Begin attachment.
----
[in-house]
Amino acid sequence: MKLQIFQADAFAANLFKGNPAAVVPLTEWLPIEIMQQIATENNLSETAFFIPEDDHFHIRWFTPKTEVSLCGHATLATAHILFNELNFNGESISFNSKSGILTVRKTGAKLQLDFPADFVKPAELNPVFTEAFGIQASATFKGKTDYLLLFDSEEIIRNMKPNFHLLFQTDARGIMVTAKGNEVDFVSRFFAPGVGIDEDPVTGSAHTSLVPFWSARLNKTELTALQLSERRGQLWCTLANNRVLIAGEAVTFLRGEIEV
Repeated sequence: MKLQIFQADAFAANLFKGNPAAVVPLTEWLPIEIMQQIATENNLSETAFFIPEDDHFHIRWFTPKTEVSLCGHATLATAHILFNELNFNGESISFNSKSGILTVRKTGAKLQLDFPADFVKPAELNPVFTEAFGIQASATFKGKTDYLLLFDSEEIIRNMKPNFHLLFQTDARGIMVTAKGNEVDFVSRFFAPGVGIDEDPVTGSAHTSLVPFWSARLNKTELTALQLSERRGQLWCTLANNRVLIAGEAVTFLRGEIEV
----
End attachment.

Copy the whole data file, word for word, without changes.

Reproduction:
[in-house]
Amino acid sequence: MKLQIFQADAFAANLFKGNPAAVVPLTEWLPIEIMQQIATENNLSETAFFIPEDDHFHIRWFTPKTEVSLCGHATLATAHILFNELNFNGESISFNSKSGILTVRKTGAKLQLDFPADFVKPAELNPVFTEAFGIQASATFKGKTDYLLLFDSEEIIRNMKPNFHLLFQTDARGIMVTAKGNEVDFVSRFFAPGVGIDEDPVTGSAHTSLVPFWSARLNKTELTALQLSERRGQLWCTLANNRVLIAGEAVTFLRGEIEV
Repeated sequence: MKLQIFQADAFAANLFKGNPAAVVPLTEWLPIEIMQQIATENNLSETAFFIPEDDHFHIRWFTPKTEVSLCGHATLATAHILFNELNFNGESISFNSKSGILTVRKTGAKLQLDFPADFVKPAELNPVFTEAFGIQASATFKGKTDYLLLFDSEEIIRNMKPNFHLLFQTDARGIMVTAKGNEVDFVSRFFAPGVGIDEDPVTGSAHTSLVPFWSARLNKTELTALQLSERRGQLWCTLANNRVLIAGEAVTFLRGEIEV